Plan for Old Town transformation revealed

 Croydon pic: Peter  Trimming

Croydon pic: Peter Trimming

The new draft for a masterplan that will transform Croydon’s historic quarter into a cultural and social hub for the borough has been revealed and will be discussed at a full cabinet meeting on Monday.

The proposed plans for the transformation of the Old Town area include new homes, a possible expansion to the Whitgift retail centre, new public spaces, retail streets, and general improvements to infrastructure.

The area, which is located close to the source of the River Wandle, contains several historic landmarks including three conservation areas and the Old Palace School, which served as the official residence for the Archbishop of Canterbury for over 500 years.

Councillor Jason Perry, the Cabinet Member for Planning, Regeneration and Transport, is leading the initiative. He said that the new public spaces are designed to “support family and community activity, through sufficient open areas and seating,”  as well as support the growing residential population of the borough which currently has few recreational play spaces.

Perry added that he hopes the master plan will “operate as important guidance to the successful renewal and growth of the Croydon Opportunity Area.”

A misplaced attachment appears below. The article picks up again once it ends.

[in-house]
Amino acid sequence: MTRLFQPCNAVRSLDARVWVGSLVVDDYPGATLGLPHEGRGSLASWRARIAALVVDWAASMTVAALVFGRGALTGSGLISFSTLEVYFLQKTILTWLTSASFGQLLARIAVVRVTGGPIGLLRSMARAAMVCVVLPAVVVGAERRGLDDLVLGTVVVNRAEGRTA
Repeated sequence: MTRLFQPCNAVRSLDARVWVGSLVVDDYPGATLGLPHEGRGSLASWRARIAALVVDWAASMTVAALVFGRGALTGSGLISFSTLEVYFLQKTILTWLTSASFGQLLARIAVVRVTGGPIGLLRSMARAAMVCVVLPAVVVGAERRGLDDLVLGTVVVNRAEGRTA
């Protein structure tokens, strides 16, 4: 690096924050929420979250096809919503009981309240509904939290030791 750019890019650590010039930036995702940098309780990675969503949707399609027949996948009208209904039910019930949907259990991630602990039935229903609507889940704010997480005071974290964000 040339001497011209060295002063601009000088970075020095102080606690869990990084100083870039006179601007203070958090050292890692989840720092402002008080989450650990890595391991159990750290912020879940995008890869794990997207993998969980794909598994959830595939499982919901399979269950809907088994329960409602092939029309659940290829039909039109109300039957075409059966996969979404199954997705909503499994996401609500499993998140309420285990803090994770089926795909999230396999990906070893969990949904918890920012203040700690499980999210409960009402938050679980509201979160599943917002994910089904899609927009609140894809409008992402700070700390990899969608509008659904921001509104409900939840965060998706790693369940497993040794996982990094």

In a document published online, Perry sites the council’s adoption of the earlier masterplans for the borough as evidence that the Old Town development will be successful. East Croydon (March 2011), West Croydon (July 2011), Mid Croydon (July 2012) and Fairfields (March 2013) have all been adopted by the council, and Perry states that East Croydon’s plan “clearly demonstrates the effectiveness of the masterplans”.

The area that the development plans will affect was significantly affected by the London riots in 2011 and received 250,000 worth of funding from the Mayor’s Regeneration Fund in 2012.

If the council approves the plan on Monday, the next step will be for a formal consultation to take place with the public, possibly next month. Approval from the public will allow the master-plan to go into effect, standing as planning guidance for the area.

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